As the country braces for a harsh summer ahead, the average coal stock at about 25 thermal power plants has reached a 'supercritical' level.
These plants have enough supplies for less than four days, against a normal range of 20-30 days.
According to data from the Central Electricity Authority, the stock at 30 plants, with a total capacity of about 26,320 Mw, is at a critical level (would last less than seven days).
Of these, 25 plants, with a capacity of over 21,000 Mw, have stocks at 'supercritical' levels.
Four plants have virtually no stock.
Inadequate coal allocation and fewer imports are the major reasons for the decreasing stock levels at power plants.
Last year, heavy rain had disrupted supplies, and a workers' strike at Coal India, coupled with the Telangana agitation, had snapped fuel supply at many power stations.
The power industry has been facing inadequate coal supply for some time, thanks to a supply-demand mismatch.
The production at Coal India is unable to match the increasing requirement of the industry.
The demand for coal has grown 8.4 per cent a year over the past five years.
For 2012-13, while coal demand is estimated at 696 mt, 554 mt is likely to be available, leaving a gap of 142 mt to be met through imports.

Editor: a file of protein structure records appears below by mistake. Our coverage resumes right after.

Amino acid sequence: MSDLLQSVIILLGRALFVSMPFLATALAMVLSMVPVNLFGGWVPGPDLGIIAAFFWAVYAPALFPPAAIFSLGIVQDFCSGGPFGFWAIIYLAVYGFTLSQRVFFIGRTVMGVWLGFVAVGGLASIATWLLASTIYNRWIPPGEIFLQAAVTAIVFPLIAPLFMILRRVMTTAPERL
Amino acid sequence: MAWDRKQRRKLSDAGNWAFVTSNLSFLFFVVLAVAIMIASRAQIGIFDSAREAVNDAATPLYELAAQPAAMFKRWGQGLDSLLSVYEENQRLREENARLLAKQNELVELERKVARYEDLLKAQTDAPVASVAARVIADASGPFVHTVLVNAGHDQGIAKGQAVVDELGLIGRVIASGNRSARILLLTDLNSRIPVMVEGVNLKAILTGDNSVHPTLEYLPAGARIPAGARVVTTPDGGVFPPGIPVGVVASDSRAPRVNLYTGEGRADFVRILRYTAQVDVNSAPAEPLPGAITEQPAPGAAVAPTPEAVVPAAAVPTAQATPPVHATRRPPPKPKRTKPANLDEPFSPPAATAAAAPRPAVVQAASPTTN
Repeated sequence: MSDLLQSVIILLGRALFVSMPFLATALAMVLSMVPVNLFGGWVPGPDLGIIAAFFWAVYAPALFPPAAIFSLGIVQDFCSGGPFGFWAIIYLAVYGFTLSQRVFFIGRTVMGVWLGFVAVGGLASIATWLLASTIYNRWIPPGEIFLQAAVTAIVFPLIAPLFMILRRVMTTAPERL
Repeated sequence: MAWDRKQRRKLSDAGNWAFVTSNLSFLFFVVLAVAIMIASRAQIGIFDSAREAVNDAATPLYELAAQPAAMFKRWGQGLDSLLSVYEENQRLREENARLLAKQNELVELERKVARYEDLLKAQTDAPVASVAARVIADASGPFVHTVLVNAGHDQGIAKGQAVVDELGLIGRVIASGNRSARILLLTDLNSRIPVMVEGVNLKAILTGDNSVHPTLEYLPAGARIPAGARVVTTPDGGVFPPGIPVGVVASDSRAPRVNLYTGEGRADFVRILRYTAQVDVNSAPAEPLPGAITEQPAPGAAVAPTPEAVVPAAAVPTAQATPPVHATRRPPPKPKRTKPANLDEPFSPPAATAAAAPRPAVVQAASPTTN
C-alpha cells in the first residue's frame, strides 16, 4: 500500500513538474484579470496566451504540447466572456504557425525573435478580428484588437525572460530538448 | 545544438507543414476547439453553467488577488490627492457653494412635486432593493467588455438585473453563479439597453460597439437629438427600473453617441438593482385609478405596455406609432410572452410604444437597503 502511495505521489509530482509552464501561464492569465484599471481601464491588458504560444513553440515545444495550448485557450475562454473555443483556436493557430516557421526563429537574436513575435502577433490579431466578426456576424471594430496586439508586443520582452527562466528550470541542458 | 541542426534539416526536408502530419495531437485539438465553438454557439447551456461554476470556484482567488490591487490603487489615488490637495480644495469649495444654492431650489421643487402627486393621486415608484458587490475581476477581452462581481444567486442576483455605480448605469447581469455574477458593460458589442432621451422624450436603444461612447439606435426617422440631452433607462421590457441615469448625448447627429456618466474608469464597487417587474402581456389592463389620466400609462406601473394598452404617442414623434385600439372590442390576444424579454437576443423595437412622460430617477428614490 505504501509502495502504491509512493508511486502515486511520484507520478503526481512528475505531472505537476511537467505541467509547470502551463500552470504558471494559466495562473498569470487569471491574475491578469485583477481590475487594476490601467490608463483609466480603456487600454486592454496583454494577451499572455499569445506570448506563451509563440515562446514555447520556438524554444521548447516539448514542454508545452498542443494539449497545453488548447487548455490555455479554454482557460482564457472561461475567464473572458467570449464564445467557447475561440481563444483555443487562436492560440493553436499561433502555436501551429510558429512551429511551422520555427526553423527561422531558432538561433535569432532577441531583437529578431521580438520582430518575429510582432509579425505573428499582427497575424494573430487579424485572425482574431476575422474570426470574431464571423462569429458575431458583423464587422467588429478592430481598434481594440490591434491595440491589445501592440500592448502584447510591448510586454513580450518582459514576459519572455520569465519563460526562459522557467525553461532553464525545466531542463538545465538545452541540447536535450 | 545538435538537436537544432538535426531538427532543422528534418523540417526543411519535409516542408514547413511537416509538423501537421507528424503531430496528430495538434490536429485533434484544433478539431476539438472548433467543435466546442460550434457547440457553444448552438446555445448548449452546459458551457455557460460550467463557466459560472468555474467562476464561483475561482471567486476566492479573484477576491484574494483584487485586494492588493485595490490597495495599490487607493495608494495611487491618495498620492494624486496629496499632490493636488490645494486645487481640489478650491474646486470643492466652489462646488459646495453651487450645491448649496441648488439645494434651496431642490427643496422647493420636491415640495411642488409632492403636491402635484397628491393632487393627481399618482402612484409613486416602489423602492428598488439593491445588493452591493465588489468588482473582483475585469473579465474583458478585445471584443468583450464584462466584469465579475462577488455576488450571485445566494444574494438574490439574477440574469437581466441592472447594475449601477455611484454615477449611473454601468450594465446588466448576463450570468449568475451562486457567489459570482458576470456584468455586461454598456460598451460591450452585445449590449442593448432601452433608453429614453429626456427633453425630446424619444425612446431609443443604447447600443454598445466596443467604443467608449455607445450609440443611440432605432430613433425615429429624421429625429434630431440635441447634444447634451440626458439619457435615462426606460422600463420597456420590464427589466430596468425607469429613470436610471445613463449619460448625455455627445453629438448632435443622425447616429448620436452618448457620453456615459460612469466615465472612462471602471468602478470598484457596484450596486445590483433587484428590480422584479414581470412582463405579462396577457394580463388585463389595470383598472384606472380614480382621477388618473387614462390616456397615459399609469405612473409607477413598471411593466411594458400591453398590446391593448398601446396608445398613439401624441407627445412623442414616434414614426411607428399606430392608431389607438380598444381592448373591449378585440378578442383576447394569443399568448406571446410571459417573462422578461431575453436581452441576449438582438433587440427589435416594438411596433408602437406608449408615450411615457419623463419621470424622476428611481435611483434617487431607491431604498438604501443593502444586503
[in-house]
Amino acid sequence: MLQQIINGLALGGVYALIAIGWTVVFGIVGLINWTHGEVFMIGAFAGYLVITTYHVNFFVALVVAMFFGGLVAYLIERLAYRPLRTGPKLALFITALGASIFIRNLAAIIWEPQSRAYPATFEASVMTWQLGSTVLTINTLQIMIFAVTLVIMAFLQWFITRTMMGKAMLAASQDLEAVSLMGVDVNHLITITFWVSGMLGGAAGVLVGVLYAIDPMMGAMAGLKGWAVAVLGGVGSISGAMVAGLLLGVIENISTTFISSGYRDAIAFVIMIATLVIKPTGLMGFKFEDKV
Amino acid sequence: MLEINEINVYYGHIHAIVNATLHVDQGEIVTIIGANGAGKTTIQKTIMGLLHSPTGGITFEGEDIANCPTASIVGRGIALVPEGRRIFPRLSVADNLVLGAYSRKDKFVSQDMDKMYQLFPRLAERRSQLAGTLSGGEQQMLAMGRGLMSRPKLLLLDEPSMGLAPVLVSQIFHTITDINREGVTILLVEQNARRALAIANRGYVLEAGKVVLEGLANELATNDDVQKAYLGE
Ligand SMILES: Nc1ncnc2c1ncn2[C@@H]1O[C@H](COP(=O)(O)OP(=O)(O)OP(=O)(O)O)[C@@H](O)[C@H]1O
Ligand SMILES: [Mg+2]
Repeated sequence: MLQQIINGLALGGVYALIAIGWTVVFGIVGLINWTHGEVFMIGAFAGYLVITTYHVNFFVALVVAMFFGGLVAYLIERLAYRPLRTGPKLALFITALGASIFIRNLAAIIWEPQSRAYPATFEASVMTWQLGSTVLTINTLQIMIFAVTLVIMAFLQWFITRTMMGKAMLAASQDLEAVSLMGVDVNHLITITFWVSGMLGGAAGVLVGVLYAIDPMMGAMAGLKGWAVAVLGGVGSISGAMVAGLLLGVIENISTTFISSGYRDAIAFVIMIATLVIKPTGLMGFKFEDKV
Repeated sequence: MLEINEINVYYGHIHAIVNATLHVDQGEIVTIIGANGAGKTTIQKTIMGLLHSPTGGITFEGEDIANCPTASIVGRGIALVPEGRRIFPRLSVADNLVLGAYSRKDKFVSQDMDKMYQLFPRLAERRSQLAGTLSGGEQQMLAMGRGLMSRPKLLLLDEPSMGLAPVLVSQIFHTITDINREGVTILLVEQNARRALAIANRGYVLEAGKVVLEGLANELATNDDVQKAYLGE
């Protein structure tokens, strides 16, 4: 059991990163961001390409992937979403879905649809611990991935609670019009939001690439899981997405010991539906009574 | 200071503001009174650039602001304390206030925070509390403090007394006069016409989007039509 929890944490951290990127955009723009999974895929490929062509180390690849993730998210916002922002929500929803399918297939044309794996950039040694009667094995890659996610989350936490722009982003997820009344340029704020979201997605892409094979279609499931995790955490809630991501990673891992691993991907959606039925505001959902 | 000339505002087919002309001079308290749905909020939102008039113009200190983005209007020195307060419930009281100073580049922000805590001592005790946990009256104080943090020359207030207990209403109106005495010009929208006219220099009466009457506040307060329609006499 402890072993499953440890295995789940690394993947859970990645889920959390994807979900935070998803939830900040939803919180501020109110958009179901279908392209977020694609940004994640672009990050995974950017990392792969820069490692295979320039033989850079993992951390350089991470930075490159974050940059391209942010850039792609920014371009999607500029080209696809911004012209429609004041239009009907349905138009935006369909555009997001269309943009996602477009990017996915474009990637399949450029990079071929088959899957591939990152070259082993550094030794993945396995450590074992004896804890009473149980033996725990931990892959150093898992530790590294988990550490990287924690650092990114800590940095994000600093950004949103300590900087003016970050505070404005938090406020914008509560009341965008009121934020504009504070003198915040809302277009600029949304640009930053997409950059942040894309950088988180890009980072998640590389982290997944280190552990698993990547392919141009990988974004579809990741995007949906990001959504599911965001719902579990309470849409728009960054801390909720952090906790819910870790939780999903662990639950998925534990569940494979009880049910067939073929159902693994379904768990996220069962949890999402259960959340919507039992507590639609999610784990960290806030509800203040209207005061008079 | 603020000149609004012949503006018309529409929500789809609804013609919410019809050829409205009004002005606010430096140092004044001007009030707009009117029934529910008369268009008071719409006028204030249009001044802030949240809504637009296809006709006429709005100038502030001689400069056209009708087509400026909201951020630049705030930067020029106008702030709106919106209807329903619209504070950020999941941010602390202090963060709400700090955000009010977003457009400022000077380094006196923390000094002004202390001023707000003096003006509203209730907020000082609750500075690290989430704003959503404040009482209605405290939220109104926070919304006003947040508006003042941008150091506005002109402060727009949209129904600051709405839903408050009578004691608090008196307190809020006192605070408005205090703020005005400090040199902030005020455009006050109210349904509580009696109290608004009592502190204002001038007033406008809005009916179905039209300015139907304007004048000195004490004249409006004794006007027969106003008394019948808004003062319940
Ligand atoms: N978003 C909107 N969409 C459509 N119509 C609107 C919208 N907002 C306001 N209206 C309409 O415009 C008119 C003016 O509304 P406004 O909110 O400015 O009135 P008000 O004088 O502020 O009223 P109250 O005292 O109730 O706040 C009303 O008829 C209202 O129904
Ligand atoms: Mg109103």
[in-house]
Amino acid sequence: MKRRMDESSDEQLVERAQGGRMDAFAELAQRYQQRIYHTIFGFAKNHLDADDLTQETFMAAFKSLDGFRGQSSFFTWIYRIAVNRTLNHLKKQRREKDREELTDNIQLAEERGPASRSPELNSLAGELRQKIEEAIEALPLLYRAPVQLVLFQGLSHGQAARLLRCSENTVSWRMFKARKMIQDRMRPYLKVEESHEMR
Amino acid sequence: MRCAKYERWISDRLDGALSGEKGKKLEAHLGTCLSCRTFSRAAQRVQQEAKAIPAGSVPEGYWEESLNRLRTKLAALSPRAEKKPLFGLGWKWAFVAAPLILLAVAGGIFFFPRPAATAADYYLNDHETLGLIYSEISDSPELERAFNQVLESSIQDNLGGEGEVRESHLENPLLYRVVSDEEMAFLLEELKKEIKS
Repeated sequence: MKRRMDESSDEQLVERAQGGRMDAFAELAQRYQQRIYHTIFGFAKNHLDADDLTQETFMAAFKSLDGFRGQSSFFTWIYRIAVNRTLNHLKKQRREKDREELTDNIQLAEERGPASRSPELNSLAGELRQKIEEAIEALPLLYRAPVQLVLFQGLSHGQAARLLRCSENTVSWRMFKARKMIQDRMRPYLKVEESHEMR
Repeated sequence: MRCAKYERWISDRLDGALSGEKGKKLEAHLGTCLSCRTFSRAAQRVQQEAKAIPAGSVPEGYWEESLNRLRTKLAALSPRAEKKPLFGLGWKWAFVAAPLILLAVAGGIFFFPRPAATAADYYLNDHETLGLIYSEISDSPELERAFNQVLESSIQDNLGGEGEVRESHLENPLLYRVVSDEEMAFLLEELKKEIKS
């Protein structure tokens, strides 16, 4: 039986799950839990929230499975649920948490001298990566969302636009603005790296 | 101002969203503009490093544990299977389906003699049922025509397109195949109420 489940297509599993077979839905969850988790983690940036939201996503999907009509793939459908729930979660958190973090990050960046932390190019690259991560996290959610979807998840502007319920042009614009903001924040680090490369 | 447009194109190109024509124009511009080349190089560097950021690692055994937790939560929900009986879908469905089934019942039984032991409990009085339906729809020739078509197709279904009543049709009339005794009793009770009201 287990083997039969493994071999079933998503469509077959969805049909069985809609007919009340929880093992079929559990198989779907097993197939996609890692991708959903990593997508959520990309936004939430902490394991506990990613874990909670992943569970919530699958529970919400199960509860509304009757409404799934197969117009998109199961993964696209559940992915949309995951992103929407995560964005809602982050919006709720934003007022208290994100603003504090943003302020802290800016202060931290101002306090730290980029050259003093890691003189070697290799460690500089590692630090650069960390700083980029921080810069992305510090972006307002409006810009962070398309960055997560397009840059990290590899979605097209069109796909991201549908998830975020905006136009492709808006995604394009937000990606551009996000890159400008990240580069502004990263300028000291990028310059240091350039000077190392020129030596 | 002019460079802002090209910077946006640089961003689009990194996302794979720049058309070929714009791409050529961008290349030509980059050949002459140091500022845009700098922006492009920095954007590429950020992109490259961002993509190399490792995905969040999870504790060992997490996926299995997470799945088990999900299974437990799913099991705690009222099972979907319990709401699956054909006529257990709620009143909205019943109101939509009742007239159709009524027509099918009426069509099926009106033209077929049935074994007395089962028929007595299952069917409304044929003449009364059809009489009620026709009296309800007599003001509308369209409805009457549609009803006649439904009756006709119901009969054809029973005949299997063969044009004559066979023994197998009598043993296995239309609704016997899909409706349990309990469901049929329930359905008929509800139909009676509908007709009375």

On a directive from the Prime Minister's Office and forced by a presidential directive later, Coal India is expected to sign fuel supply agreements committing 80 per cent supply with about 50 power companies next week.
This would bring on stream about 28,000 Mw of projects commissioned before December.
It would also break a three-year logjam with consumers over supply commitments.
Said former power secretary Anil Razdan, "Coal stocks at power plants for a week or 10 days is a comfort factor.
"But, with this kind of situation, the management needs to urgently address the problems, especially if they relate to the movement of coal through the railways.
The signing of FSAs by Coal India would give companies an assured supply, which is a positive sign."
Razdan does not see the situation going out of control. He said it would become alarming only when excessive rains hamper mining or coal movement is impacted by law and order situations.
"The stock position should be back to normal in some time," he said.
Another senior power expert said, "It is a very critical situation. This will definitely have an impact on capacity-addition plans.
"Also, this means we should be ready to face harsh summers ahead."